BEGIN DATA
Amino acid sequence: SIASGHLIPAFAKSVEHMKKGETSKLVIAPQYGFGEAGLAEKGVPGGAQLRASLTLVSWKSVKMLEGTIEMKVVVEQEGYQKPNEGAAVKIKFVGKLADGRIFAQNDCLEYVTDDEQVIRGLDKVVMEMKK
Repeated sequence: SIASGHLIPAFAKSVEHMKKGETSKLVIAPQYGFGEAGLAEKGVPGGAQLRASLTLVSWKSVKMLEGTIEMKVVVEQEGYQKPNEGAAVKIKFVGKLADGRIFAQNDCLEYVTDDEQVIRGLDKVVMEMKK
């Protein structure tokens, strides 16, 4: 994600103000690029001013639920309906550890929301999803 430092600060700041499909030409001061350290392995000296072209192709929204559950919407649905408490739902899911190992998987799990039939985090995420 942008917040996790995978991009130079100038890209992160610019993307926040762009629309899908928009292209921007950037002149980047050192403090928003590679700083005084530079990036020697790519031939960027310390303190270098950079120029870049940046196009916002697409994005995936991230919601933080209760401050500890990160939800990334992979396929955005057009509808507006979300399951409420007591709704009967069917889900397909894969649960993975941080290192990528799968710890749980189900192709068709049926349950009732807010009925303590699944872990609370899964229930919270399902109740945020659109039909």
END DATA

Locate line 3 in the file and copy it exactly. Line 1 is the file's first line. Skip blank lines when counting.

């Protein structure tokens, strides 16, 4: 994600103000690029001013639920309906550890929301999803 430092600060700041499909030409001061350290392995000296072209192709929204559950919407649905408490739902899911190992998987799990039939985090995420 942008917040996790995978991009130079100038890209992160610019993307926040762009629309899908928009292209921007950037002149980047050192403090928003590679700083005084530079990036020697790519031939960027310390303190270098950079120029870049940046196009916002697409994005995936991230919601933080209760401050500890990160939800990334992979396929955005057009509808507006979300399951409420007591709704009967069917889900397909894969649960993975941080290192990528799968710890749980189900192709068709049926349950009732807010009925303590699944872990609370899964229930919270399902109740945020659109039909």